Treating scars, stretch marks (fades stretch marks with great results), minor wounds, skin irritations, rashes, bedsores and many other skin concerns. promotes new tissue formation, accelerating healing and healthy skin growth, is an anti-inflammatory, antibacterial and anti-fungal. In addition, Tamanu oil has properties that make it stand out from other lipid because it has the ability to be able to affect nerve conditions through the skin. We don’t find this in other fatty oils which makes it so unique. However, due to its thickness, it is slow to absorb and can leave a slight oily residue. Although thick, it’s not a saturated butter. Its thick consistency is from a property of glycolipids (starches attached to lipids) that are unusual in the nature of oils. It even has a percentage of a unique fatty acid called Caulophyllic acid that adds a uniqueness to this oil’s ability to help us treat a variety of skin issues.

27. Touloucouna Carapa procera Oil

Touloucouna oil is traditionally used in treating skin problems including eczema, acne, psoriasis with muscle relaxing anti-inflammatory properties. Touloucouna oil has been known for its hair conditioning properties without a greasy effect. Unrefined Touloucouna oil is soothing and rich in oleic acid and used as a natural insect repellent [belongs to the same plant Meliaceae family as neem. The oil, although edible in West Africa, has a very bitter taste and solidifies under 25°C due to the natural occurring palmitic acid. The oil feels like a butter. It's cold pressed from the seeds which contains approximately 40% protein and 5% glycerin. This oil is an excellent quick absorbing oil with 18% myristic acid. It’s wonderful on the skin, helping to retain skin elasticity. The oil is used for massage oils, facial creams, hair growth, cradle cap and hair/scalp treatments.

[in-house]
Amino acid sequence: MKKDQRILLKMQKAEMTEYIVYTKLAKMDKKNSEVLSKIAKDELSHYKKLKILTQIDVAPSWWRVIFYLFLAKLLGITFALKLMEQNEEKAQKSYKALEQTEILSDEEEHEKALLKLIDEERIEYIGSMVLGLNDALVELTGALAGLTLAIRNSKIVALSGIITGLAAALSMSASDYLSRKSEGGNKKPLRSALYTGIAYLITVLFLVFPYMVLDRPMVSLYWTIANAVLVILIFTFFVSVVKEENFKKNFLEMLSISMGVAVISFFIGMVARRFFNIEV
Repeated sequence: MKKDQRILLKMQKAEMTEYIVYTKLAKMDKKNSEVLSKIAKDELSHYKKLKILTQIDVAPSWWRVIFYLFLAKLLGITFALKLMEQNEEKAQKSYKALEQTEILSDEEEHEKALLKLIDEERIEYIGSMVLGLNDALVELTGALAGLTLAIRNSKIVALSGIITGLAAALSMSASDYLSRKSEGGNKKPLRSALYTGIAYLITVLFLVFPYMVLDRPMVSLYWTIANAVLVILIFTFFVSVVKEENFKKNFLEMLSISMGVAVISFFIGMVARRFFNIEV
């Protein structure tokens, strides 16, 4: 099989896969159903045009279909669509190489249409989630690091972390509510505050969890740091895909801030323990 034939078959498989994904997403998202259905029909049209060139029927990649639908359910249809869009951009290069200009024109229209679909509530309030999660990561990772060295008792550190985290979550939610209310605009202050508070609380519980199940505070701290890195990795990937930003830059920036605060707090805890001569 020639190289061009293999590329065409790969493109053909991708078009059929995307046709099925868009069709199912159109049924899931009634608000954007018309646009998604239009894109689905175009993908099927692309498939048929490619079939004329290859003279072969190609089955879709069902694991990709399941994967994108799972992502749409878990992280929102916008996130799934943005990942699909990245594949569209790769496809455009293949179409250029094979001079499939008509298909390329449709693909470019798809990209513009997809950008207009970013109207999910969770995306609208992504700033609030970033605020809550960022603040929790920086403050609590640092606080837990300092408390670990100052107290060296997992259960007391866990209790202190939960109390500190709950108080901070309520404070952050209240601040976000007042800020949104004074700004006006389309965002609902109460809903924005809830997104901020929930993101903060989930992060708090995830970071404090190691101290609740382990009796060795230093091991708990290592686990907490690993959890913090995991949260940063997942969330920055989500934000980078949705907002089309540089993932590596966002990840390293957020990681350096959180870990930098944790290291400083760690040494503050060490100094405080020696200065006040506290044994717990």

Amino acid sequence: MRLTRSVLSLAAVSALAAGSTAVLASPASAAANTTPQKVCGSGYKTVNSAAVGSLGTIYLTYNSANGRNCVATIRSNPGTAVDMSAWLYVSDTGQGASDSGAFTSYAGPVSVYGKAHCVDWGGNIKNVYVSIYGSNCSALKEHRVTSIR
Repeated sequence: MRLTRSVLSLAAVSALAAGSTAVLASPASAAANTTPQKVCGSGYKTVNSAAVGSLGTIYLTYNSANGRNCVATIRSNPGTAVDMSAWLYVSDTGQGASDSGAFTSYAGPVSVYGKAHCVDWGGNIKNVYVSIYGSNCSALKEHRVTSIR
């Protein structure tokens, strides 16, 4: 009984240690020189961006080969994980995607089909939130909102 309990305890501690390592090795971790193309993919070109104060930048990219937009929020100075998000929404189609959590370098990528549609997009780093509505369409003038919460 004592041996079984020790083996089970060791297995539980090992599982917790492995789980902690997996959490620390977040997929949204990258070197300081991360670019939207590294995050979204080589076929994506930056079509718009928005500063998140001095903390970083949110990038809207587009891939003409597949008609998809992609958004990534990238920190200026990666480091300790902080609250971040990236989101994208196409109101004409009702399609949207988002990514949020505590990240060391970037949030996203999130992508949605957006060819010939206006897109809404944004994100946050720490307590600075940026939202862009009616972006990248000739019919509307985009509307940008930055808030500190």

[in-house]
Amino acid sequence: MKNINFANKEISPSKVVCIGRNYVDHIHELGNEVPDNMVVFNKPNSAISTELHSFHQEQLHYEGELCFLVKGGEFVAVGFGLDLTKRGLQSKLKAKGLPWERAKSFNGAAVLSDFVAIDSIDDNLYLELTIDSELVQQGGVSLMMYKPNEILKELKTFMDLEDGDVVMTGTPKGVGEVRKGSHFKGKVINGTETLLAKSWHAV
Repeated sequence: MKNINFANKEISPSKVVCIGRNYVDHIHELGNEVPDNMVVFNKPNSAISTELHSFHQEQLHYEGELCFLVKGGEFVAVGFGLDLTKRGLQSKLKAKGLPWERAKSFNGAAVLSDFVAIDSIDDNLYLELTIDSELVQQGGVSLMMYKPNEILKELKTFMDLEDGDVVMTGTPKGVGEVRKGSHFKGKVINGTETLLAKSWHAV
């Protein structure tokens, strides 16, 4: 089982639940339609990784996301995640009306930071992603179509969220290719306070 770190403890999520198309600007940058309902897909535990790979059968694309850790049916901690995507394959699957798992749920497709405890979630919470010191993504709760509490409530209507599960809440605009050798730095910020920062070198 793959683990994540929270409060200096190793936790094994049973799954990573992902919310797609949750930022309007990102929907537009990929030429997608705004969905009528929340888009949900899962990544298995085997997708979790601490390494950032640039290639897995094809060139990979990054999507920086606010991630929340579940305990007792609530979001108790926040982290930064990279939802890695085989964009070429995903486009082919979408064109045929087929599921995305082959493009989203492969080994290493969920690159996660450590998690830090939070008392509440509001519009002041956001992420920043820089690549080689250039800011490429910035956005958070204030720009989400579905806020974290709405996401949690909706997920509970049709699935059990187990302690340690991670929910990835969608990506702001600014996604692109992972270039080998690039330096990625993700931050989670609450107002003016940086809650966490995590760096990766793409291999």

28. Trauma Oil

Combination of Organic or Wildcrafted St. John's Wort, Organic or Organically grown Calendula, Organic or wild-crafted Arnica. It’s been known to reduce the pain of injury, relieve swelling and promote healing of muscles, tendons, and ligaments, Perfect for healing bruises, Eases sore and achy muscles, Nerve pain such as sciatica, as a massage oil for especially sore areas.

29. Watermelon